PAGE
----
(b) the consideration fixed by the corporation in the manner provided by law for all shares of the corporation without par value that have been issued, except such part of the consideration actually received therefor as may have been allocated to capital surplus in a manner permitted by law, and
(c) such amounts not included in paragraphs (a) and (b) of this subsection as have been transferred to stated capital of the corporation, whether upon the issue of shares as a share dividend or otherwise, minus all reductions from such sum as have been effected in a manner permitted by law.
We do not find any inconsistency between this provision and provisions of the savings and loan act, and therefore we believe that it supplements the savings and loan act. See Bus. Corp. Act art. 9.14A.
Section 2.02 of article 852a, V.T.C.S., prescribes the only form or type of stock that a state-chartered savings and loan association may issue which is referred to as 'permanent reserve fund stock' and is also known as 'capital stock.' See Attorney General Opinion H-215 (1974). To the extent that a savings and loan association has a 'stated capital' represented by its 'permanent reserve fund stock' of at least $500,000, we believe this meets the requirement of section 4 of article 1513a, V.T.C.S. As this provision does not require such funds to be designated or earmarked for this purpose, we do not believe that a savings and loan association would be required to do so.
You next ask:
3. Does a savings and loan association that has authority to accept demand and time deposits pursuant to the Texas Savings and Loan Act, article 852a, V.T.C.S., forfeit its authority to accept such deposits once it begins to offer trust services as a result of section 5 of article 1513a, V.T.C.S.?
Section 5 of article 1513a provides as follows:
Any such company shall not accept demand or time deposits, except as hereinabove provided.
The exception referred to by this action is contained in section 1, pertinent parts of which are as follows:
. . . any corporation, however created, may amend its charter . . . to act as trustee . . . and as agent for the performance of any lawful act, including the right to receive deposits made by agencies of the United States of America for the authorized account of any individual. . . .
We believe the purpose of section 5 is to prevent a corporation that does not independently possess the powers to accept demand or time deposits from asserting such power by virtue of the acquisition of trust powers by complying with article 1513a, V.T.C.S. We believe that the acquisition of trust powers by a state-chartered savings and loan association would memely be incidental to its operations, and thereby fall within the ambit of section 4.01 of article 852a, V.T.C.S. The savings and loan act authorizes state-chartered associations to accept savings accounts. V.T.C.S. art. 852a, ss 6.01-20. We do not believe that a state-chartered savings and loan association that amends its charter to acquire trust powers would surrender its authority to accept such accounts or deposits therein.
In your final question, you ask:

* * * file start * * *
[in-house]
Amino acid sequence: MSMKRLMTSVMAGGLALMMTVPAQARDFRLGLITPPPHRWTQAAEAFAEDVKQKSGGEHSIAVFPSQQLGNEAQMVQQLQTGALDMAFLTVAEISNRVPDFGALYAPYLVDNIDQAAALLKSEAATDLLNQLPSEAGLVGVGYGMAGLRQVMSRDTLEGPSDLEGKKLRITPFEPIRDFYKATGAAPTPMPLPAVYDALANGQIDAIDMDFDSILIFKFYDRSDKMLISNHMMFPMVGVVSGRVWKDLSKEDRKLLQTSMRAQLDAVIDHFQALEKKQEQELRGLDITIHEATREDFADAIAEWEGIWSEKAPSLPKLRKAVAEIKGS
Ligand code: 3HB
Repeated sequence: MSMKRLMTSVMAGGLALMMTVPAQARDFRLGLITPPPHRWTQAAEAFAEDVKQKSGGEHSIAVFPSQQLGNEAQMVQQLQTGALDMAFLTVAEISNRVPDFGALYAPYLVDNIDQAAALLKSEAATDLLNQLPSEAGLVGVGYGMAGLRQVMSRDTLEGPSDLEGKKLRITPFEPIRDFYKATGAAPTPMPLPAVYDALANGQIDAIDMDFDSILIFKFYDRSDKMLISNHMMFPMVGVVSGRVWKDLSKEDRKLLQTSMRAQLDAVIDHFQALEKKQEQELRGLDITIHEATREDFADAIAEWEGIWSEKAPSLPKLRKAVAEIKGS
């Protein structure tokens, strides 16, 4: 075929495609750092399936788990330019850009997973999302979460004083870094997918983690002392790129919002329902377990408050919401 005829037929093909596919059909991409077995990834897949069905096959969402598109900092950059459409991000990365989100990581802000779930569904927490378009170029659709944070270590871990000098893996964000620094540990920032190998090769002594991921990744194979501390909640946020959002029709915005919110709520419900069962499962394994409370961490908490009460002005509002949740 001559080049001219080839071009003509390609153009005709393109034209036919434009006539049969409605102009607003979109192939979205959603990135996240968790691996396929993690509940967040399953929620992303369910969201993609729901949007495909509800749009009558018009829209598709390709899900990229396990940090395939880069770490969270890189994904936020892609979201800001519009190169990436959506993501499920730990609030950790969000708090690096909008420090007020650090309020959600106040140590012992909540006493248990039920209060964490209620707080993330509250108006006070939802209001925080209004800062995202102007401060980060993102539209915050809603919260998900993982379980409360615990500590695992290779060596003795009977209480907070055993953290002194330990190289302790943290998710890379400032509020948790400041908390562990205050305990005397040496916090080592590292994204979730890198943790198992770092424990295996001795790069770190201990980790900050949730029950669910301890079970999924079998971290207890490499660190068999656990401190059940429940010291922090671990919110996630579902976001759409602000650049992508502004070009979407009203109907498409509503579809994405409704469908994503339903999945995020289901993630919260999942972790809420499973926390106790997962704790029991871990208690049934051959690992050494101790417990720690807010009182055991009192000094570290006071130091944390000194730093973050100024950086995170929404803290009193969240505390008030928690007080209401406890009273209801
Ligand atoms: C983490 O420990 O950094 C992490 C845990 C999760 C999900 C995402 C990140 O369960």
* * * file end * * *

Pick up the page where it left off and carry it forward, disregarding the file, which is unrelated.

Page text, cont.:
4. Does section 2(b) of article 1513a, V.T.C.S., permit the banking commissioner to authorize the savings and loan department to conduct examination of trust departments of state-chartered savings and loan associations?
The pertinent part of section 2(b), article 1513a, provides as follows:
The Banking Commissioner of Texas shall have authority to examine or cause to be examined each such corporation annually or more often if he deems it necessary.
The savings and loan act also requires periodic examination of savings and loan associations, and section 8.10 of article 852a provides that the savings and loan commissioner shall examine or cause an examination to be made into the affairs of every association subject to the act.
Therefore, if a state-chartered savings and loan association elects to offer trust services, then it is subject to examination by the banking commissioner as well as the savings and loan commissioner at least of its trust operations. While each statute authorizes the respective commissioner to cause an examination to be made, we believe the language of the statutes would authorize a deliegation of authority from one commissioner to another. Although we believe that the banking commissioner could delegate his authority to examine the trust departments at a savings and loan association, there is no requirement that he do so. Section 2(a) of article 1513a subjects trust companies to supervision by the banking commissioner; clearly, the ultimate responsibility for regulating trust companies rests with the banking commissioner.
A state-chartered savings and loan association may amend its charter to offer trust services, as provided in article 1513a, V.T.C.S. If the association's permanent reserve stock fund is at least $500,000, it will meet the $500,000 paid-in capital requirement. The offering of trust services would merely be incidental to an association's authority to accept savings accounts, and therefore, the association would not lose its ability to accept such deposits. the state banking commissioner would retain primary authority for examining trust departments at such associations.
Very truly yours,
Attorney General of Texas
John W. Fainter, Jr.
First Assistant Attorney General
Richard E. Gray III
Executive Assistant Attorney General
Prepared by Thomas M. Pollan
Assistant Attorney General